The only annoyance was in trying to get these files onto the unit via USB. As mentioned earlier, media files are fine, but APKs are hit or miss. After numerous attempts with different drives, I just took out the memory card, copied them over on my computer and installed them from there. The one annoying caveat was that I needed tweezers just to take the card out of the Smart.
While I didn’t root it, that is another option to open things up. Doing so allows you to completely change the UI, add Google Play, install whatever you want on it and pretty much flout the restrictions. Parrot discourages doing that because it voids the warranty but there is no physical or digital roadblock from the company to stop you from going through with it.
While Parrot might be loath to admit it, the Smart’s real star power among aftermarket head units is the very flexibility it tries to underplay. The Asteroid Market is clean and straightforward, but app selection has grown slowly since it launched last spring, making it attractive to sideload or root others into the unit. The company doesn’t have the kind of notoriety or clout that the likes of Clarion, Pioneer and Kenwood have, yet the inclusion of Android makes for a more open and flexible platform that is more upgradeable.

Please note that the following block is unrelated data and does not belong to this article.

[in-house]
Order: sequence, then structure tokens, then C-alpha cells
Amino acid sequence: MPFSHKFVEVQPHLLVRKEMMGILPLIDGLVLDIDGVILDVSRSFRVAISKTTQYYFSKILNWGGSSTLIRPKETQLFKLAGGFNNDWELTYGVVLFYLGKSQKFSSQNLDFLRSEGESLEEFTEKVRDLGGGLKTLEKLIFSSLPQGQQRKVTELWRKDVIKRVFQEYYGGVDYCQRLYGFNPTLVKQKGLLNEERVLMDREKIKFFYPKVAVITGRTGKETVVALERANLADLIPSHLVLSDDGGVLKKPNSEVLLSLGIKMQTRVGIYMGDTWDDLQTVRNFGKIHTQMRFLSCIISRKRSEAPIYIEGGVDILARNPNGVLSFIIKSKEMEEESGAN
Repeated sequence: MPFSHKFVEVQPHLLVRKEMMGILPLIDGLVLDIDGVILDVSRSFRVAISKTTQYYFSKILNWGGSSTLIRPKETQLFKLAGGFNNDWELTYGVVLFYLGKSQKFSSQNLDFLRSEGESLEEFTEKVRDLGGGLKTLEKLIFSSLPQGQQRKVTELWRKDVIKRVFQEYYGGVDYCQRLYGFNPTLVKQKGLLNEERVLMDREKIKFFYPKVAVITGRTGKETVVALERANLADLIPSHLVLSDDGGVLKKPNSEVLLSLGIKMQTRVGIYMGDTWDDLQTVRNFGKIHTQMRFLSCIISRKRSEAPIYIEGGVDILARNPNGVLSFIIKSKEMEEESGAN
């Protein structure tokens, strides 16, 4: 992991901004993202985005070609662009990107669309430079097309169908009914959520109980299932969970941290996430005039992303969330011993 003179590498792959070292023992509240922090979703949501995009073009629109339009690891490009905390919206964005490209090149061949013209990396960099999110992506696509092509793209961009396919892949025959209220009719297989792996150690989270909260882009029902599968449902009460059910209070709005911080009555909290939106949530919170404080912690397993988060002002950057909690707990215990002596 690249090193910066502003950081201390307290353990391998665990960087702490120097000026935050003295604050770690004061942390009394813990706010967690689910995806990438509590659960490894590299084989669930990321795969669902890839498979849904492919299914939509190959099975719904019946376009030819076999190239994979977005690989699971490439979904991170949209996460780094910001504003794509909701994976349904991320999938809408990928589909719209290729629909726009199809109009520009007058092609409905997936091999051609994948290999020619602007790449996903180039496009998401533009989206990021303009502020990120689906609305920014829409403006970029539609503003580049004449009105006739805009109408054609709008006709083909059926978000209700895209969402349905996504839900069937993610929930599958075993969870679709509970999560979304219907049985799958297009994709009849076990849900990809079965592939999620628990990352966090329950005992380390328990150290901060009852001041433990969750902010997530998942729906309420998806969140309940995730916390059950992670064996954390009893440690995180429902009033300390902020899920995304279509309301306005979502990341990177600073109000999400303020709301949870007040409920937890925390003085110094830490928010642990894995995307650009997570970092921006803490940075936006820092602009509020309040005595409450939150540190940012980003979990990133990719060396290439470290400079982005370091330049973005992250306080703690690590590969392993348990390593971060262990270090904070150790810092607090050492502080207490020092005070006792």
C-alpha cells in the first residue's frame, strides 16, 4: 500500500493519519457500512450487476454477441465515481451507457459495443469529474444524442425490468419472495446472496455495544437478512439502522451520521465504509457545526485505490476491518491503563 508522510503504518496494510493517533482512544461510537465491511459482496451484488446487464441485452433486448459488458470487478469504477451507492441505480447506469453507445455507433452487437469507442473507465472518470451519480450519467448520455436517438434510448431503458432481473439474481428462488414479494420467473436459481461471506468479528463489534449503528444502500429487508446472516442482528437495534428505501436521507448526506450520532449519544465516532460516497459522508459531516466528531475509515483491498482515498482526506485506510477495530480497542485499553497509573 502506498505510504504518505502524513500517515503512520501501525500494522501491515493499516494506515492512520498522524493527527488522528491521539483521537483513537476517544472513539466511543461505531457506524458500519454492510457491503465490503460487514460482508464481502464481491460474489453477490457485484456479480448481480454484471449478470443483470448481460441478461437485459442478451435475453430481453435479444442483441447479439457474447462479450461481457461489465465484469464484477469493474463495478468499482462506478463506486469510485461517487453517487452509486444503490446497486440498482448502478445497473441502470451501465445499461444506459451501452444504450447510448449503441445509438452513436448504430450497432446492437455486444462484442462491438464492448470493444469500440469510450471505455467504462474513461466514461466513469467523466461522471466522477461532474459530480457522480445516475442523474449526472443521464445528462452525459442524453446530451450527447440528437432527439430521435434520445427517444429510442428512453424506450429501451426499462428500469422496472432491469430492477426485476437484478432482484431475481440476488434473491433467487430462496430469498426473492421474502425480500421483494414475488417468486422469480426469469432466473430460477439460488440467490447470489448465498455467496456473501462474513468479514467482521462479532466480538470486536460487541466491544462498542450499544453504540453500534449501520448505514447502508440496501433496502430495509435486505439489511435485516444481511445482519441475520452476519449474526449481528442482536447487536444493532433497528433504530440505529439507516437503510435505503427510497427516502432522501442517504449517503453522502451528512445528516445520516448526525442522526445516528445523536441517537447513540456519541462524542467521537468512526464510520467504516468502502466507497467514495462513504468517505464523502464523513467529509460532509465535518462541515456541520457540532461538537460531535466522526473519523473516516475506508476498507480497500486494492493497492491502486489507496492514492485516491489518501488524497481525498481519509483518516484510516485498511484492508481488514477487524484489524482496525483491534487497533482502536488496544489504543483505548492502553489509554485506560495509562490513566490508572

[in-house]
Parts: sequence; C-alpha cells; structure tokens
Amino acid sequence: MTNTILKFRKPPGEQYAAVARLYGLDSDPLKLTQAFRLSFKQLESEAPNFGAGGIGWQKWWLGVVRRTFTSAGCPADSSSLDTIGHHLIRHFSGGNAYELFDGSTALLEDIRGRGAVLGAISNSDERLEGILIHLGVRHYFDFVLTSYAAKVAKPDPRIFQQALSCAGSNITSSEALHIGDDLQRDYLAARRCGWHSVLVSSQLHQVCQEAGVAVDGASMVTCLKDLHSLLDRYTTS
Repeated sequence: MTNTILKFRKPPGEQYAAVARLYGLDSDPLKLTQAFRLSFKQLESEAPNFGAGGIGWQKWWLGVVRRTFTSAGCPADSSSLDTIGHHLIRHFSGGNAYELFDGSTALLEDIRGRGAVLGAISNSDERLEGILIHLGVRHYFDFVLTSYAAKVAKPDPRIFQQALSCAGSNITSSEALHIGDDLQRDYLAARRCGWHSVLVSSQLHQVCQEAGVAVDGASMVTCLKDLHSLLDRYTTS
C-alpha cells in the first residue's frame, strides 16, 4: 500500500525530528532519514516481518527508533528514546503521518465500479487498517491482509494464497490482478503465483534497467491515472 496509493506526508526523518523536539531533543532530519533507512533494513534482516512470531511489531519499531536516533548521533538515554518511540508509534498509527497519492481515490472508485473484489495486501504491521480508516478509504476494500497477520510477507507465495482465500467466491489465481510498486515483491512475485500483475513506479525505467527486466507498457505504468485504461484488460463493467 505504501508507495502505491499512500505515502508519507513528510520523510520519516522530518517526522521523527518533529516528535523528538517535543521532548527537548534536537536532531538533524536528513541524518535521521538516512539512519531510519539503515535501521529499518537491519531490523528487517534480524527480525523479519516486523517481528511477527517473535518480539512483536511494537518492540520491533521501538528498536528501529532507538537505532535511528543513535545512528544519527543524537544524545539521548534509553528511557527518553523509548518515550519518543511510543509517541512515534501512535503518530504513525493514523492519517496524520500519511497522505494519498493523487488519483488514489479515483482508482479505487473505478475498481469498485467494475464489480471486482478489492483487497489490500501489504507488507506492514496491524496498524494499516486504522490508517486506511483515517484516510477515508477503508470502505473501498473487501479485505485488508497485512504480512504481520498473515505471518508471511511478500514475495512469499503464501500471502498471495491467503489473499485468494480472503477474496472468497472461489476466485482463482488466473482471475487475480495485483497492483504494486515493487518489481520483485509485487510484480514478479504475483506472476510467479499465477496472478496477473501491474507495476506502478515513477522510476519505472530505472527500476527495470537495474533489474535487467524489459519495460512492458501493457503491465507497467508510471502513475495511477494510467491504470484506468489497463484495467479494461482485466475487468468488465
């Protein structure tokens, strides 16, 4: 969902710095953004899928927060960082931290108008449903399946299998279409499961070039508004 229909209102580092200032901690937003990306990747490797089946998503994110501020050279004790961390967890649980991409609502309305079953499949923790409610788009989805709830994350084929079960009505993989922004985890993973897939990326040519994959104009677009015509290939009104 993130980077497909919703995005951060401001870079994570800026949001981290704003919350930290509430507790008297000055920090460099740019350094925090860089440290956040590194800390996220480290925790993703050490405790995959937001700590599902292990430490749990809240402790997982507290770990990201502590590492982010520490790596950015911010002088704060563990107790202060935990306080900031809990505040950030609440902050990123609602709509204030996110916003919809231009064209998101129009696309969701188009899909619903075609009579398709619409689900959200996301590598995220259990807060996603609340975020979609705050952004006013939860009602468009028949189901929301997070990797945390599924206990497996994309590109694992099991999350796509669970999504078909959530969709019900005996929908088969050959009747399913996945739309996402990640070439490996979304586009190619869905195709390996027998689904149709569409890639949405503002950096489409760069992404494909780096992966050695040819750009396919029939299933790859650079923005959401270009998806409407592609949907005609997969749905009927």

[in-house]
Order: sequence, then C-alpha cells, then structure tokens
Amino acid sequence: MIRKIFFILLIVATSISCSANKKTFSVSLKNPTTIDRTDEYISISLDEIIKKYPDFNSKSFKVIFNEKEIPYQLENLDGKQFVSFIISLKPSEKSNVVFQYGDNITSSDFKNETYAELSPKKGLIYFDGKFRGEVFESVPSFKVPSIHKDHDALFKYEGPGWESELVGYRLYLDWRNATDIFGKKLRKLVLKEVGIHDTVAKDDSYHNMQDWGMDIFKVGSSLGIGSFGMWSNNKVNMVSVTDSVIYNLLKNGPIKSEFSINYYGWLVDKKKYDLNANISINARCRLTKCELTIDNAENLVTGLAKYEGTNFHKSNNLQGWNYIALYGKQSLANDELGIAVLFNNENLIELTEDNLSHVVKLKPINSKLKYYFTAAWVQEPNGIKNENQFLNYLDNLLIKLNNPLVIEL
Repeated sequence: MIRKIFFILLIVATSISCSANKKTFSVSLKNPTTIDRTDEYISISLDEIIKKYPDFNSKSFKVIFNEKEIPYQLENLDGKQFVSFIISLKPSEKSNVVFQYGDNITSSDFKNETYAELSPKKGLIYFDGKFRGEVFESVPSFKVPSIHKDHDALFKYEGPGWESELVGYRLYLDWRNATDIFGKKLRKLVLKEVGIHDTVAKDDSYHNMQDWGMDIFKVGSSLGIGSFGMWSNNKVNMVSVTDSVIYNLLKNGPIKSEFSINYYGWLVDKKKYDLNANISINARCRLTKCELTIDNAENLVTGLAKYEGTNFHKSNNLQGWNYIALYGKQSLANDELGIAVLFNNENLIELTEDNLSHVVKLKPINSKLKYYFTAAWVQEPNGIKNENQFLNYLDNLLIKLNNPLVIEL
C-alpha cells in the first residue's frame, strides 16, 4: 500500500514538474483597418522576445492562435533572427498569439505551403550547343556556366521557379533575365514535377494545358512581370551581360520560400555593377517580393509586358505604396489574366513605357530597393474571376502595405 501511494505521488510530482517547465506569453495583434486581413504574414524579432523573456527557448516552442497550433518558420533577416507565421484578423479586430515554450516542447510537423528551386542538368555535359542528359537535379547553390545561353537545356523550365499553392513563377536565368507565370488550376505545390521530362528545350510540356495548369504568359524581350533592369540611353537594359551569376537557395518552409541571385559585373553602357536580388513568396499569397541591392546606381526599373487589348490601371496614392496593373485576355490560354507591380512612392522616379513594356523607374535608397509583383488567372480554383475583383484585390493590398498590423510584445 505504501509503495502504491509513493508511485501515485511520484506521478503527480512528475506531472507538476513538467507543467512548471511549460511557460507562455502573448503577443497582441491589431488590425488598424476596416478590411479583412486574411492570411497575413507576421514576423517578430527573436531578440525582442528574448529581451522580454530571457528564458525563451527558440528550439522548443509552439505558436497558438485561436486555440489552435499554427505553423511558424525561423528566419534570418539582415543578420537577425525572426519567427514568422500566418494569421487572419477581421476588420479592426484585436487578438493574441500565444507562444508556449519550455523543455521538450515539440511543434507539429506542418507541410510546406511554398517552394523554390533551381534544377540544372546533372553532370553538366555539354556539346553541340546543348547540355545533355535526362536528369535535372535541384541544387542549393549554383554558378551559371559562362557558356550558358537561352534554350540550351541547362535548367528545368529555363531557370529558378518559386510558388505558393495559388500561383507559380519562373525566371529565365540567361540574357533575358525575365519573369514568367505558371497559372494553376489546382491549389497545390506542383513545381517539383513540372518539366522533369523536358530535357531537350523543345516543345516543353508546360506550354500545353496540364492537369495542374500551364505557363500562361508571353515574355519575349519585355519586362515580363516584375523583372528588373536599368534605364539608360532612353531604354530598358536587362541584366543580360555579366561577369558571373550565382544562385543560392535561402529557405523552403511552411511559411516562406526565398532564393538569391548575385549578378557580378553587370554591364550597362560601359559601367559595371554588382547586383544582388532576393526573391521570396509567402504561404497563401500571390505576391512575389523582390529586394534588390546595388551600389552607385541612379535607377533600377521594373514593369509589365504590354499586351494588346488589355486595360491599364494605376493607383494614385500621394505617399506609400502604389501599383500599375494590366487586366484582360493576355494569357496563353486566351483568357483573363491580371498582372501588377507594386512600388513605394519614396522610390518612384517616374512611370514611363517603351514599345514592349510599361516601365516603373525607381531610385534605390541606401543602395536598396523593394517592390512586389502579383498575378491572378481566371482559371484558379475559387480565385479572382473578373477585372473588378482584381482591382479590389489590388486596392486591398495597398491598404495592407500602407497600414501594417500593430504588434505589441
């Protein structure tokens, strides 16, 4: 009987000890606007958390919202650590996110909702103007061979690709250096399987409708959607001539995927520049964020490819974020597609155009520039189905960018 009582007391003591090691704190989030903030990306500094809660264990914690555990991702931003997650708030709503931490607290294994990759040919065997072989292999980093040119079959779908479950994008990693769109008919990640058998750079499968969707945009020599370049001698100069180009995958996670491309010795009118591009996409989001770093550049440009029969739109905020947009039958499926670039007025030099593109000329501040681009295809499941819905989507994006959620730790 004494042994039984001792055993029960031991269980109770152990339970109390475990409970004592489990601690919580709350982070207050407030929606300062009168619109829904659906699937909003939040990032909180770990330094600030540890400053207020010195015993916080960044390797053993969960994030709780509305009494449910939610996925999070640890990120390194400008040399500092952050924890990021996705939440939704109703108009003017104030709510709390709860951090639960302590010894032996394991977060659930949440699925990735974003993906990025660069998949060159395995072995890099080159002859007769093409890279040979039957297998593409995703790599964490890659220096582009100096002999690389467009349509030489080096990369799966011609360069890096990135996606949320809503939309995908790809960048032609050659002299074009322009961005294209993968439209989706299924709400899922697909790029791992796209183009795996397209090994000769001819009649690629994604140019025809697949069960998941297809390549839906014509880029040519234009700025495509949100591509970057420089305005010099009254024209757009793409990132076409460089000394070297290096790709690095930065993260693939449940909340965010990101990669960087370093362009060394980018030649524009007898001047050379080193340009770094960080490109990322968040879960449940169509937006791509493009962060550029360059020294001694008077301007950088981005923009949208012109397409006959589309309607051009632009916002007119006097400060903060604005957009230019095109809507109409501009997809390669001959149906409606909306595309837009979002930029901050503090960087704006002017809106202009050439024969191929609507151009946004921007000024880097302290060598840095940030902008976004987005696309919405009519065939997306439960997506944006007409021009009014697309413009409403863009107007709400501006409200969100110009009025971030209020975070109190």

Of course, it doesn’t come cheap at $599.99, plus whatever it might cost to install it. You can try doing it yourself, but I recommend that you only do so if you know a thing or two about installation. Mind you, really good head units from more established competitors could run you double the price, so for what you get, this isn’t a bad deal. It’s just the trade-off — root it and do what you want, but risk getting no support if something goes wrong.
As the only true Android experience on a head unit for the car, Parrot has something that works well most of the time, and is customizable enough to attract both novices and hackers, alike.